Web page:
4) Now we combine the images. 
Open the Subaru image processor.  (it's free for educational use)
Open all three of the previously saved jpg images. 
Under Image, select Batch Processing
Make sure that the only the three jpg images you want are in the list.  I used Add under
Composite Method.  You can change the contrast and brightness in the usual ways (max, min, log, etc.)
Because you obtained each jpg for the same Cas A image, there is no need to align the images. 

Here is my best attempt at a combined image.

5) Notes.  The Si and the S seem to overlap in position, but the Fe seems to be missing from the blowout region at the upper left, at least compared to the Si and S.

6) Suggestions.  Another thing to try is use three images all from the same element, but in 3 different ionization stages; for example, do energy cuts at the energies corresponding to lines of Si XII, Si XIII, and Si XIV.

the spectrum of 0102-72.3 (a SNR in the SMC)

This spectrum shows the inner part of the SNR (composed of mostly supernova-processed material).  It is particularly rich in lines at energies less than 1 kev.

0102-72.3 emission line identifications
line energy (kev)
line wavelength (A)
line identification
N VII (20.9; 6/7-->1) 
N VII (19.8; 11/12 --> 1)
O VIII (19.0; 3/4-->1)
Fe XVIII (16.1; 4/5-->1) O VIII (16.0; 6/7-->1)
Fe XVIII (15.6; 9-->1)
Fe XVII (15.0; 27-->1)
Fe XVIII (14.4; 41/49/56-->1)
.91 - .96
13.6 - 12.9
Ne IX (13.4; 7-->1)
 Fe XXI (12.3; 40-->1) Fe XXII (12.3; 59-->1)
Ne X (12.1; 3/4-->1)

Kepler's supernova

This spectrum was produced from only a portion of the supernova remnant.

The spectrum of Kepler's SNR is a lot messier than that of Cas A because the count rate is about 10x lower.  However, at least four of the lines present in Cas A's spectrum also appear in the spectrum of Kepler's SNR.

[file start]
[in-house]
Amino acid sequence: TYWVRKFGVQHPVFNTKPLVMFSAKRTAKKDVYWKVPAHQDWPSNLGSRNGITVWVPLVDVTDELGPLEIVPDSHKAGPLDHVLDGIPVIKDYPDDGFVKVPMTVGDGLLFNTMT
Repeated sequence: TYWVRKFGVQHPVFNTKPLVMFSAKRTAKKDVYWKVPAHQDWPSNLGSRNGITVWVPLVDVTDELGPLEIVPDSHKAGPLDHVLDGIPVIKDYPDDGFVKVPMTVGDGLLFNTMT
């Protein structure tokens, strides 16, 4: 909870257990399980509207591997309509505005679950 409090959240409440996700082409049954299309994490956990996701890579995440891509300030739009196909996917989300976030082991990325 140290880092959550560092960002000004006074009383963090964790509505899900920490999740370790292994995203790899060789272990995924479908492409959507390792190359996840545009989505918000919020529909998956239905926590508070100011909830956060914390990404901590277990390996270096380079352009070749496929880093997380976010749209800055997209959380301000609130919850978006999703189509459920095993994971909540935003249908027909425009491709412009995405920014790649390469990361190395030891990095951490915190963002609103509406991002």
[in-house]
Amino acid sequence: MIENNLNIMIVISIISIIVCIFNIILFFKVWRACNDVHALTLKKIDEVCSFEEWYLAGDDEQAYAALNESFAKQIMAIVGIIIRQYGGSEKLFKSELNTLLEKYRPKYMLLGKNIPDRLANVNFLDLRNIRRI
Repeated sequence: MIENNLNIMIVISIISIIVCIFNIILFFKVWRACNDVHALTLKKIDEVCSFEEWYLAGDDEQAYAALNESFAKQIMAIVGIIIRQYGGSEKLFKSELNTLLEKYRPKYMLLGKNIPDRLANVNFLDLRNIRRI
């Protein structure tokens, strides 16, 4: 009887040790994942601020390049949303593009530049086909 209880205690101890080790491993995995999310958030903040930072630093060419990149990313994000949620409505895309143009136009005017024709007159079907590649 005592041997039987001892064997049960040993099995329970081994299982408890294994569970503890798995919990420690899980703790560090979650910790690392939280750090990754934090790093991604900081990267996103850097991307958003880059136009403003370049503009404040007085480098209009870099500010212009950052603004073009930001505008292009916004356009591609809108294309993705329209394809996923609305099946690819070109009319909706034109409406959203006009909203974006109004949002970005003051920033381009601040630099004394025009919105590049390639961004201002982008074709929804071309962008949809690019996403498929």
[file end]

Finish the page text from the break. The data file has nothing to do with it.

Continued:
Kepler SNR emission lines
(estimated) energy
(estimated) wavelength 
possible line identifications
(wavelength, A; transition initial-->final levels)
Mg XI (9.31-9.22; 2,5,6-->1)
Si XIII  (6.74; 2-->1)
S XV (5.10; 2-->1)
4.34  very broad
S XV (4.30; 13-->1)
Ar XVII  (3.99; 2-->1);
S XVI (3.99; 6,7-->1)

supernova 1987A

This image was produced from the entire supernova remnant, obviously a very young, but distant supernova.
Again, notice the much lower count rate for this snr, imaged on May 16, 2002.  (An earlier image, in 2000, showed virtually nothing.)

The Mg, Si, and S emission lines that appear in the two previous supernovas also appear in SN 1987A.
SN 1987A emission lines
(estimated) energy
(estimated) wavelength 
possible line identifications
(wavelength, A; 
transition initial-->final levels)
O VII (18.6; 13-->1)
Ni XIX (14.2; 2/3-->1)
Mg XI (9.31-9.22; 2,5,6-->1)
Si XIII  (6.74; 2-->1)
S XV (5.10; 2-->1)

supernova and supernova remnant pages

    supernova taxonomy (flow chart) by Montes
    kolena's supernova taxonomy

    Chandra catalog of x-ray SNRs in the Milky Way
    my catalog of Chandra-observed galactic SNR catalog

    Green's catalog of radio SNRs  2006 version [galactic coordinates, RA/Dec, angular size, type (Shell, Filled, Composite), 1-GHz flux, spectral index]
          documentation to Green's catalog
          detailed refs on SNR in Green's catalog

    SNRs in the LMC/SMC
    Chandra catalog of SNRs in the LMC/SMC
    List of x-ray supernovae  (NOT SNRs)

    the latest supernova discoveries
    spectra and more of recent supernova spectra

    supernova collapse/explosion simulation movies from LANL

    an exhaustive, but old, list of supernova and supernova remnant pages
    another exhaustive, but old, list of supernova and supernova remnant pages